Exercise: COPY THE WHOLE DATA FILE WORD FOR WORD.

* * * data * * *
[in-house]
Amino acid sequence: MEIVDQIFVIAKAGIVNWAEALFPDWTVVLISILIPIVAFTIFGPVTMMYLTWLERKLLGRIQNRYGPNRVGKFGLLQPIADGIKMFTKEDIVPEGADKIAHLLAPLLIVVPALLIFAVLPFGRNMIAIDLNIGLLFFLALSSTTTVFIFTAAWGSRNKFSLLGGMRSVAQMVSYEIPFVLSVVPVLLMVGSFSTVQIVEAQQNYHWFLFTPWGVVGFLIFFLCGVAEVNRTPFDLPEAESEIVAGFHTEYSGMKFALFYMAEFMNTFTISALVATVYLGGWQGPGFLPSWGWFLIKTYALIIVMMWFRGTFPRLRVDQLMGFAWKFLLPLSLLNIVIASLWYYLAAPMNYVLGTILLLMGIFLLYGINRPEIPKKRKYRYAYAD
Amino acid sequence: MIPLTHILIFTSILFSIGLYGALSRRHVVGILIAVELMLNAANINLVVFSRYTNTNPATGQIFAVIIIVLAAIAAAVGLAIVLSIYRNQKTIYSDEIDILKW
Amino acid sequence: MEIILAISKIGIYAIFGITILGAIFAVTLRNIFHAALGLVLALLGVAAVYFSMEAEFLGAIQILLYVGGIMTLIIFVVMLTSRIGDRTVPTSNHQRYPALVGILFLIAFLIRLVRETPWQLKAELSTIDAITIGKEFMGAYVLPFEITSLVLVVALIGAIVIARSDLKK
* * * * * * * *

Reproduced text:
[in-house]
Amino acid sequence: MEIVDQIFVIAKAGIVNWAEALFPDWTVVLISILIPIVAFTIFGPVTMMYLTWLERKLLGRIQNRYGPNRVGKFGLLQPIADGIKMFTKEDIVPEGADKIAHLLAPLLIVVPALLIFAVLPFGRNMIAIDLNIGLLFFLALSSTTTVFIFTAAWGSRNKFSLLGGMRSVAQMVSYEIPFVLSVVPVLLMVGSFSTVQIVEAQQNYHWFLFTPWGVVGFLIFFLCGVAEVNRTPFDLPEAESEIVAGFHTEYSGMKFALFYMAEFMNTFTISALVATVYLGGWQGPGFLPSWGWFLIKTYALIIVMMWFRGTFPRLRVDQLMGFAWKFLLPLSLLNIVIASLWYYLAAPMNYVLGTILLLMGIFLLYGINRPEIPKKRKYRYAYAD
Amino acid sequence: MIPLTHILIFTSILFSIGLYGALSRRHVVGILIAVELMLNAANINLVVFSRYTNTNPATGQIFAVIIIVLAAIAAAVGLAIVLSIYRNQKTIYSDEIDILKW
Amino acid sequence: MEIILAISKIGIYAIFGITILGAIFAVTLRNIFHAALGLVLALLGVAAVYFSMEAEFLGAIQILLYVGGIMTLIIFVVMLTSRIGDRTVPTSNHQRYPALVGILFLIAFLIRLVRETPWQLKAELSTIDAITIGKEFMGAYVLPFEITSLVLVVALIGAIVIARSDLKK